Developing Partnerships to End Dog and Cat “Homelessness”
July 31, 2019
By Andrew Rowan, DPhil, Chief Program Officer
WellBeing International
The pet care (food, treats and veterinary care) market and dog and cat “homelessness” are related. It is in everyone’s interest (animal NGOs, pet care companies and other stakeholders) to collaborate and work together to address (and end?) pet homelessness. Pet care companies have financial and technical resources (which would grow significantly if more dogs and cats were in homes rather than on the streets) while animal NGOs have large (and growing) human resources in terms of staff and volunteers as well as increasing public support. Ending dog and cat homelessness is certainly a very ambitious goal, but it is attainable if the various stakeholders can manage to work together to develop and implement appropriate solutions. The following article will be the first of several that address the importance and the benefits of building co-operative partnerships to address companion animal welfare challenges.
AHPPA – Costa Rica
Thriving Together: A New Initiative Combining Conservation and Family Planning Needs
August 1, 2019
Kathryn Lloyd, Programmes & Operations Manager, The Margaret Pyke Trust
On July 11, World Population Day, the Margaret Pyke Trust launched the Thriving Together campaign, supported by over 150 organizations (from United Nations (UN) agencies and large NGOs like The Nature Conservancy to smaller organizations such as WellBeing International). The Trust and its partners are aiming to build a movement “to change global policy to recognize the importance of removing barriers to family planning as an appropriate cause for conservationists to embrace, for the sake of their missions, for the lives of women and children and for a better world.”
How Many Dogs Are in a Particular Place or Region?
July 10, 2019
By Andrew Rowan, DPhil.
The 2019 conference of the International Society for Anthrozoology (ISAZ) was held in Orlando at the beginning of July.  One of the talks on dog demographics, prepared by Drs. Harold Herzog and Andrew Rowan, was given by Dr. Harold Herzog and produced a lot of reaction (tweets ranged from “thought provoking” to “remarkable differences in rates of dog ownership”) and questions.  (The charts are taken from the slides Dr. Herzog used for his talk, “Geography, Demography, and Patterns of Pet-Keeping: The Case of Dogs.”)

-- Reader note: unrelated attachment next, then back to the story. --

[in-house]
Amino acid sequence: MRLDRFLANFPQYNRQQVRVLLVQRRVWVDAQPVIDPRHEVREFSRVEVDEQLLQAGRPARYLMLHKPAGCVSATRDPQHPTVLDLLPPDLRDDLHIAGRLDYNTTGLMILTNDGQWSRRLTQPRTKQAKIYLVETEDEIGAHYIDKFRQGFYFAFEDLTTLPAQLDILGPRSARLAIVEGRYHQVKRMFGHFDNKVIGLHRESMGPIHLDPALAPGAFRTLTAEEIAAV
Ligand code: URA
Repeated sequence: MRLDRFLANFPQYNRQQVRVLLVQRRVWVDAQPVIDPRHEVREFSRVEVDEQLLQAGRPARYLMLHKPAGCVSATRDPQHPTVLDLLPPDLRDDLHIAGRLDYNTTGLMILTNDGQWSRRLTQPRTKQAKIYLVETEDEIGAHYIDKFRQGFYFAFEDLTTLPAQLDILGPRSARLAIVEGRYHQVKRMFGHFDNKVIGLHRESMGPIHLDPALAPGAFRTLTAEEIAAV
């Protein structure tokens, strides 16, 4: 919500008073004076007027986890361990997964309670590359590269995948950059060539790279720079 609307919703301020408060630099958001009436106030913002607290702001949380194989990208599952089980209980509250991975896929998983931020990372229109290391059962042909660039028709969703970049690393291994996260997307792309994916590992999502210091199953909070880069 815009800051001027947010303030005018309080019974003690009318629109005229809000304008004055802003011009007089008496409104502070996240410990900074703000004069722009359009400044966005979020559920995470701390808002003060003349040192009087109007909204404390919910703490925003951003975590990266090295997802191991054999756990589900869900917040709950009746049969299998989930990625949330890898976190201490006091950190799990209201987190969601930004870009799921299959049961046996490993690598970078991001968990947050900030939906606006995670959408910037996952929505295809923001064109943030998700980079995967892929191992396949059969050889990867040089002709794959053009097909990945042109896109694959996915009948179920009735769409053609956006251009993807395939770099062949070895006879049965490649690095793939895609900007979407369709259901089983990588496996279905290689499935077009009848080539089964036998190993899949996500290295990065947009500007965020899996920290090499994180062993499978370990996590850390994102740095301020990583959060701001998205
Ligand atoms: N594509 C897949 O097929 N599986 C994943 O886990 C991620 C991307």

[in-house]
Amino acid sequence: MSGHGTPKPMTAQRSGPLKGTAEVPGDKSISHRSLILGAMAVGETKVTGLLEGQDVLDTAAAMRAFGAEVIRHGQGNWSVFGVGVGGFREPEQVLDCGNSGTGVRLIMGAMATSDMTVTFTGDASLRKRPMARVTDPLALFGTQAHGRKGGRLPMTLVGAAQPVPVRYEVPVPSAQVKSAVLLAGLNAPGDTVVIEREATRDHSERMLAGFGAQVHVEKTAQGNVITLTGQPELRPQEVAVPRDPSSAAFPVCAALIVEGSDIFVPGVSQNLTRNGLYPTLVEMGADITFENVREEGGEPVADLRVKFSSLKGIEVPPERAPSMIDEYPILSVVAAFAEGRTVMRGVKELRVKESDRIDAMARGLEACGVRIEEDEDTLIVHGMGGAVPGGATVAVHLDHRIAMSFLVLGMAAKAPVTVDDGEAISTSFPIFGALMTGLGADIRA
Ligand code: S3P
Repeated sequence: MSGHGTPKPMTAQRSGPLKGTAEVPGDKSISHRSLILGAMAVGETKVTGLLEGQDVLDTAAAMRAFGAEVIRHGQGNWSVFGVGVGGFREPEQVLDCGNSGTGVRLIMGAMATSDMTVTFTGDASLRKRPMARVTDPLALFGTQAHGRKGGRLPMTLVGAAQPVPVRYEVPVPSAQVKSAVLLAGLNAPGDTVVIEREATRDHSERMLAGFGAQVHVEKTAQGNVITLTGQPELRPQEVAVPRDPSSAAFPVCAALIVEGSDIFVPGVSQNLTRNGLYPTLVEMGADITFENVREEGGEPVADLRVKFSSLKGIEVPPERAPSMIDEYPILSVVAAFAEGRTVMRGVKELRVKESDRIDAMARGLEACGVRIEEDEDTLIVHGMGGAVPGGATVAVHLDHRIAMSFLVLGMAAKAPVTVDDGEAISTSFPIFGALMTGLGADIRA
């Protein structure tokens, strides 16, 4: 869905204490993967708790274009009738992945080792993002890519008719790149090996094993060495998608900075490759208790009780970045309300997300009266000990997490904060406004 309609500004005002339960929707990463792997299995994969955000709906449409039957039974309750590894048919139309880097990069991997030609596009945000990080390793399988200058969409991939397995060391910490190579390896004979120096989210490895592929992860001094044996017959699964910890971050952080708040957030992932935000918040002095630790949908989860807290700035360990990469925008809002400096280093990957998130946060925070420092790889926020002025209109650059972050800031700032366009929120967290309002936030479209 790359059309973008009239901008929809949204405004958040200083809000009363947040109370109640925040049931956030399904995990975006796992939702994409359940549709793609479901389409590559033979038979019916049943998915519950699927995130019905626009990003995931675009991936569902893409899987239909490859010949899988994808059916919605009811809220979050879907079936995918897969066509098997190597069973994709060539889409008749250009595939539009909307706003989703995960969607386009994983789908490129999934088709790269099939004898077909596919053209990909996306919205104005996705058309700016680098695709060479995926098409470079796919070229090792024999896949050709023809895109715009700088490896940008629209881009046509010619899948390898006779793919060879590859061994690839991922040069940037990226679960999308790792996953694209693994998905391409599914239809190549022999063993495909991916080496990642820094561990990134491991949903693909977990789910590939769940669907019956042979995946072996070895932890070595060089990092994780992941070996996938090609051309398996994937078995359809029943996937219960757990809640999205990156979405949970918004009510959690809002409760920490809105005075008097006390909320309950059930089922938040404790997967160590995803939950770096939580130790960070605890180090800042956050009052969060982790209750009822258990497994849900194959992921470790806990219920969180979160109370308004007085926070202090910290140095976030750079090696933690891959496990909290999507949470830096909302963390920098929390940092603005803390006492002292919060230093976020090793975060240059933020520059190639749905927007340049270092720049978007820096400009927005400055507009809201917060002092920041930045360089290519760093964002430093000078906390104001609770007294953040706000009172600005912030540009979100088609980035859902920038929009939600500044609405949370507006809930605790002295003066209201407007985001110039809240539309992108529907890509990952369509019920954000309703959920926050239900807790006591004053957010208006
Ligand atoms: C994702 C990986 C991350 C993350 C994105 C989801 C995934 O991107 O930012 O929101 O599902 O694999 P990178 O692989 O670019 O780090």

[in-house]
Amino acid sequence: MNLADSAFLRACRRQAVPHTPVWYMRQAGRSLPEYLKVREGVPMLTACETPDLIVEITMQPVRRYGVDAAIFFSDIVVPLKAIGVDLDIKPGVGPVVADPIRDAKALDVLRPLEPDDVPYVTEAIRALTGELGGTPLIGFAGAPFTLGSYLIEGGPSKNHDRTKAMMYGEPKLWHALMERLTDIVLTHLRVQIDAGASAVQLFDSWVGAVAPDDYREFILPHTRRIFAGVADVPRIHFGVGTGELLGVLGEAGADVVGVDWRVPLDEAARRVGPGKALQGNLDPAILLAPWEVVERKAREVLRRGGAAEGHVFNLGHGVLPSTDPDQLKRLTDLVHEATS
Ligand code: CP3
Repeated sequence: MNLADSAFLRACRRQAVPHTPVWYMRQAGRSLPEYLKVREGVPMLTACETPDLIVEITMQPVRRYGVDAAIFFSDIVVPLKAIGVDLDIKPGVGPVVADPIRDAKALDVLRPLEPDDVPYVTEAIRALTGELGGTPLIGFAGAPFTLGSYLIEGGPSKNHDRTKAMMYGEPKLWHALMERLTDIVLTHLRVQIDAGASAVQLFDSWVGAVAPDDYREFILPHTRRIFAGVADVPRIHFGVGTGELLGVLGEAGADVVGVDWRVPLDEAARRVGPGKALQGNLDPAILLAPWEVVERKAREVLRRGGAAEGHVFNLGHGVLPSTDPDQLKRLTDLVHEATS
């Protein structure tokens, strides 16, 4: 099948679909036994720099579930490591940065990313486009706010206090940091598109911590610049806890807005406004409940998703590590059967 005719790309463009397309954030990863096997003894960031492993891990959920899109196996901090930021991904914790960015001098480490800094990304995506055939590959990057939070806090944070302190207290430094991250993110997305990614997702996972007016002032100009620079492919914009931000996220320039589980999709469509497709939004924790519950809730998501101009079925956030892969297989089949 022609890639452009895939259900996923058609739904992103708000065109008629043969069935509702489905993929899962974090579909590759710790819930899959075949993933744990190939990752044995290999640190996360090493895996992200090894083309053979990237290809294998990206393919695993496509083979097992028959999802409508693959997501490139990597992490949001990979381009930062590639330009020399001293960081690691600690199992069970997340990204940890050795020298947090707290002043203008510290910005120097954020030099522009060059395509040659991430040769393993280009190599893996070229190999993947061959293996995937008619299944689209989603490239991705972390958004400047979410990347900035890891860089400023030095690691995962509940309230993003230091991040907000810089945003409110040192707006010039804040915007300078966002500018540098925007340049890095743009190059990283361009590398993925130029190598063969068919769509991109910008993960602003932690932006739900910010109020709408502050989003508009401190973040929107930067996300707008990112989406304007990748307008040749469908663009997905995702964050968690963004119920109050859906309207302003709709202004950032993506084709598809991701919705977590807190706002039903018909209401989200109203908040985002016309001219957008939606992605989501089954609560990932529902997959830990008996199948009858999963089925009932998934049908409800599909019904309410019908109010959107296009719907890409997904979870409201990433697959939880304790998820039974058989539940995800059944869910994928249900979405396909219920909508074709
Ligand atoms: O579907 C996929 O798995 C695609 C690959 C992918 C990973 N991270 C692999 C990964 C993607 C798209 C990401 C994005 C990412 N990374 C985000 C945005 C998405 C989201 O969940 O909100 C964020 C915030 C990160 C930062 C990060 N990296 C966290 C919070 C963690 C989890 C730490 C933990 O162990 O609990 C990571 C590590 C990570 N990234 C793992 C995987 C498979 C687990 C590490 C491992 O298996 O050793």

Over the years, it has always been something of a surprise that so little attention has been given to a better understanding of dog (and cat) demographics in human society. As the Herzog talk illustrates, there is a large variation in the results from different surveys with the reported percentage of households with dogs ranging from 49% to 68%. Typically, whenever a survey publishes its results, people simply quote the numbers uncritically without any understanding of or apparent interest in determining the accurate number of dogs and cats or why the survey results differ so much.
A Quiet Revolution Replacing The Use Of Animals In Research
May 31, 2019
By Andrew Rowan, DPhil.
Great Britain : Animal Experiments & Procedures : 1900-2017
On 16 May (2019), the Sanger Institute outside Cambridge in the UK announced it would be closing its laboratory animal facility in the next few years. It came to this decision “following a rigorous review” of its scientific strategy and after consulting with the Wellcome Trust, one of the major funders of biomedical research in the world today and a very generous supporter of programs at the Sanger Institute. This is a momentous decision, but it is not particularly surprising (except for the timing – earlier than expected) to those of us who have been following the animal research issue over the past thirty years.
IPBES Report
May 2019
Taken from
The Intergovernmental Science-Policy Platform on Biodiversity and Ecosystem Services (IPBES) is an intergovernmental (UN) body which assesses the state of biodiversity and the ecosystem services provided to society. It was established by member states in 2012 and its objective is to strengthen the science-policy interface on long-term sustainable development and human well-being. There are currently over 130 member states and a large number of civil society representatives participate in the formal IPBES process as observers.